At first glance, an electric water heater may look similar to its gas-powered counterpart. Both of them use a storage tank and tank jacket that are both made of steel. In order to prevent heat from escaping, there is also an insulation feature between the steel jacket and the tank itself. Aside from the fact that electric heaters are powered by electricity, another thing that differentiates them from gas heaters is that they heat water from the top and the bottom of the tank.
Hot water heater issues with electric heaters are not very common, since they are known for being quite reliable. However, this does not mean that the occasional trouble does not occur. Hot water heater difficulties in cold weather are particularly bothersome since this is the time that you need a steady supply of hot water. Fortunately, most hot water heater problems in electric heaters can be remedied using simple troubleshooting and home repairs.
Hot Water Heater Troubles: No Hot Water
One of the most common hot water heater issues is that there is simply no hot water coming out. This problem is often caused by faulty elements in the water heater, particularly a tripped circuit breaker or a defective thermostat. Another possible cause of the problem is that the upper heating element of the heater has stopped functioning.
Before you perform any troubleshooting for electric heaters, it’s important that you turn off the power first to avoid any accidents or injury. The first thing you will want to do is to reset the circuit breaker if it has indeed been tripped. If this is not the problem, then reset the thermostat and the upper heater. If these methods fail to solve the problem, then you may have to replace your thermostat or upper heater.
Insufficient Hot Water
Perhaps your electric heater is producing hot water but it is simply not enough. First of all, make sure you check your heater’s capacity. It could be that your water heater is simply too small for your hot water needs. Once you have confirmed that your electric water heater is really producing inadequate hot water, then it’s time to look at some possible causes.
One of the most common reasons behind this problem is faulty connection in the plumbing. Try turning off the water supply to the water heater and then turn on a faucet connected to the heater. If there is still water coming out then there is a crossed connection in the plumbing that needs to be addressed. Defective upper and lower heating elements are also a common cause. You can figure out which one is faulty by observing the condition of the hot water. If lukewarm water constantly comes out then the upper element needs repair or replacing. However, if hot water comes out in short bursts, then you should look into the lower heating element instead.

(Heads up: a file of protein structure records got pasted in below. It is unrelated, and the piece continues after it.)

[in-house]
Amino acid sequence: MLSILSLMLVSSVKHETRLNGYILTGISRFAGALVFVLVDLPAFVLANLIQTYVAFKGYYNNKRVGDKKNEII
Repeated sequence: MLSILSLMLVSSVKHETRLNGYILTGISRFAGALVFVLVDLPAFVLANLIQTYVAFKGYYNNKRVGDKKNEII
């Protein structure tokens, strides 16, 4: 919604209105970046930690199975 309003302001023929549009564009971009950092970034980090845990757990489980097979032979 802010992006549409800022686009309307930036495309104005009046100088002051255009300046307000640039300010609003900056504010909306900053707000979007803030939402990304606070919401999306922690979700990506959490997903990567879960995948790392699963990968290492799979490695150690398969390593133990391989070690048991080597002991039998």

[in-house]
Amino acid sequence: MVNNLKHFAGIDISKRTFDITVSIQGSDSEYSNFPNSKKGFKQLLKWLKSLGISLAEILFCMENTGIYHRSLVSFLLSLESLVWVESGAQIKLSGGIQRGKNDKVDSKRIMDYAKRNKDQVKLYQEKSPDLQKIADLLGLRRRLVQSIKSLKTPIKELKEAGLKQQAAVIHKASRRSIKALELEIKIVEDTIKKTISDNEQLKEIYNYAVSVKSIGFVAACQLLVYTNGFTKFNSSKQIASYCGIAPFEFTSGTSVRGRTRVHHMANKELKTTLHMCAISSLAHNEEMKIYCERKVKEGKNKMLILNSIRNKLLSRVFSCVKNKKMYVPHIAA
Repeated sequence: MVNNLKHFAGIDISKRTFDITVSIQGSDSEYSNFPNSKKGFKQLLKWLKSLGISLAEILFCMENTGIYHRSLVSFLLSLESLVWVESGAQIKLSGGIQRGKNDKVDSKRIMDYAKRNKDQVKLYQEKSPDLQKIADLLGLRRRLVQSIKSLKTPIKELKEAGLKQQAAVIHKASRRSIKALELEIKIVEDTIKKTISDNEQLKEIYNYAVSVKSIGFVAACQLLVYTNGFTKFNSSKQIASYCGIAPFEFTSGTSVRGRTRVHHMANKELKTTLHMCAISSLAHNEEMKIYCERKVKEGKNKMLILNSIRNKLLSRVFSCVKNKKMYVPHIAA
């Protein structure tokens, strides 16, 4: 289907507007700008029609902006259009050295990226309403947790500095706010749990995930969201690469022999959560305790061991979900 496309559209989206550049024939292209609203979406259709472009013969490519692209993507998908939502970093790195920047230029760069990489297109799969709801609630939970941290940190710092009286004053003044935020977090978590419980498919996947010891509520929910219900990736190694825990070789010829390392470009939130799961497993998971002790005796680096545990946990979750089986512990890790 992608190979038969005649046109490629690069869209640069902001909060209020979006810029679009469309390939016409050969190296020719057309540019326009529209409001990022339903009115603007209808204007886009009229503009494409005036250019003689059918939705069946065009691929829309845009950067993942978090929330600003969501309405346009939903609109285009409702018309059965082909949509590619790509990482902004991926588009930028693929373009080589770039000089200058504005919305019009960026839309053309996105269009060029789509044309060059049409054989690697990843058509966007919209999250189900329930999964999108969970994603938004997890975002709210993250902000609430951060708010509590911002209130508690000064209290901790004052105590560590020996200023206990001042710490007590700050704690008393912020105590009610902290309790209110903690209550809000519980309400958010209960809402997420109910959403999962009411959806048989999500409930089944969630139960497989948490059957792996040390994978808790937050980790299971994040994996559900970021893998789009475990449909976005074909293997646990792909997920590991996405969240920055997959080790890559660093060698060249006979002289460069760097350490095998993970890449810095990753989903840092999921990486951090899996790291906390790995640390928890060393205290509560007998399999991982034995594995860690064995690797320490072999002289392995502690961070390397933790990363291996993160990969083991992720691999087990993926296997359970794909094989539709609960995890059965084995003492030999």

A leaking tank is another problem that water heater owners can find themselves suddenly dealing with. There are several possible causes behind a leaking tank, such as corrosion, condensation, faulty plumbing connection or defective T&P relief valve.
Naturally, the first thing you need to do is to indentify the problem. To check if the T&P valve is causing the problem, you can try flushing the valve and clearing it of debris. If it is still leaking afterwards, then you might want to replace it. Pipe connections are also a common cause of water leak. In this case, you can remedy the problem yourself by tightening the connection with a wrench. You can also perform the tightening yourself if the leaks are caused by loose bolts in the upper or lower heating elements. When using the wrench to tighten water heater components, make sure you do not exert too much pressure as over-tightening can also cause problems.
Unfortunately, if water leaking is caused by a corroded tank, then you will need to replace the entire electric water heater.
Rust-colored water is indicative of two possible problems—either the interior of the tank is corroded or water heater’s anode rod needs to be replaced. In most cases, the problems comes from a faulty anode rod.
The sacrificial anode rod is located inside your water heater tank and prevents the tank’s interior from corroding. It is called “sacrificial” because it sacrifices itself in a way. Since it is more reactive than the tank’s steel material, it lets itself corrode so that the tank’s steel remain rust-free. Anode rods are generally made from aluminum or magnesium. If you are planning to replace your water heater’s anode rod, choose one made of magnesium since this material does a better job of preventing corrosion, which explains why it is also more expensive than aluminum rods.